Long before he played a cop on television, Ice-T earned the ire of then American president George W Bush following his metal band’s track “Cop Killer”. It was written as a response to the brutal assault of a Los Angeles construction worker named Rodney King, who was severely beaten by police officers. The incident was filmed and reported around the world, sparking anger everywhere. King was shown being kicked and punched and stomped by no less than fourteen police officers. Of the fourteen officers, only four faced charges. Following the banning of the song, and the acquittal of the officers involved, Los Angeles would fall famously into full riot. Perhaps the most well-documented and known act of police violence to date. The result was chaos. Pure and simple. For six days and nights, Los Angeles would riot in the streets, prompting the deployment of the National Guard. By the time it was over, 63 people had died and another 2,383 were injured. The federal government prosecuted a separate civil rights case, where two of the four officers that were originally charged, where found guilty and sentenced to serve prison terms. The other two were acquitted of the charges. Although Body Count were forced to remove their song from their album, they gave out free copies of it instead.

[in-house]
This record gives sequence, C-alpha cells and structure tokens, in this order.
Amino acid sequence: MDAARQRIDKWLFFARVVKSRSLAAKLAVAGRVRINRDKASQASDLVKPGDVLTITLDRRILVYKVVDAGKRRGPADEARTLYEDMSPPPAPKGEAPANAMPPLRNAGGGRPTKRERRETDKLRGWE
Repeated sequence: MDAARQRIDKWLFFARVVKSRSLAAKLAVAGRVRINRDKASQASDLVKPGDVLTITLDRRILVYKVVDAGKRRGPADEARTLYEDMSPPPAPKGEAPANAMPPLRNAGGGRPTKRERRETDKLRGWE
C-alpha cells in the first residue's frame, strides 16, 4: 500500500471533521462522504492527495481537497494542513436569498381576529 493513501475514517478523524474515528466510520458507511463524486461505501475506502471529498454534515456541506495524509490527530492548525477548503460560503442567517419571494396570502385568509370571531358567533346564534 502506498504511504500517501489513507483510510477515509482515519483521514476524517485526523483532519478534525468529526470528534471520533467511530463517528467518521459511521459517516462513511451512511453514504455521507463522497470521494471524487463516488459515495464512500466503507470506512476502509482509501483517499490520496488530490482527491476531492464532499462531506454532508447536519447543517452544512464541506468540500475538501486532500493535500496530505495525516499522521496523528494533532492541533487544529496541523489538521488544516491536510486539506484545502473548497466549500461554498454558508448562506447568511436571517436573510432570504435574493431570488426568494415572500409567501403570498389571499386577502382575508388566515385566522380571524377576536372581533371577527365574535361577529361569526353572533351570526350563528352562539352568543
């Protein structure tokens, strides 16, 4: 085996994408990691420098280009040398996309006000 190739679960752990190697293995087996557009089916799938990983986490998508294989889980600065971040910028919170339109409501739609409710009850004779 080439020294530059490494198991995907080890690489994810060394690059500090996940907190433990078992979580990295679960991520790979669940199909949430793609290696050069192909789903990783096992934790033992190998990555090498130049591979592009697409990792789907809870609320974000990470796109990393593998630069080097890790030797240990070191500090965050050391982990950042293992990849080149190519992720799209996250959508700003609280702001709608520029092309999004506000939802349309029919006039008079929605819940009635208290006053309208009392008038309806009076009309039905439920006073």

Third Eye Blind “Cop vs. Phone Girl” – 2016, from “We Are Drugs”
About Shaka, family name with held, was violently attacked by a police officer for using her cell phone in math class. Shaka, at the time, was a high school student and minor. Student videos posted online showed Officer Fields telling the girl to leave her seat or he would forcibly remove her. The officer then wrapped his forearm around her neck, flipped her and the desk backward onto the floor, tossed her toward the front of the room and handcuffed her. He faced no charges for his actions, despite the public outcry. Again, the officer was fired – which doesn’t equate to any real form of punishment. The songs lyrics to the Third Eye Blind’s powerful song remain rather poignant today, asking Why’s it so hard to say Black Lives Matter? Doesn’t mean that you’re anti-white.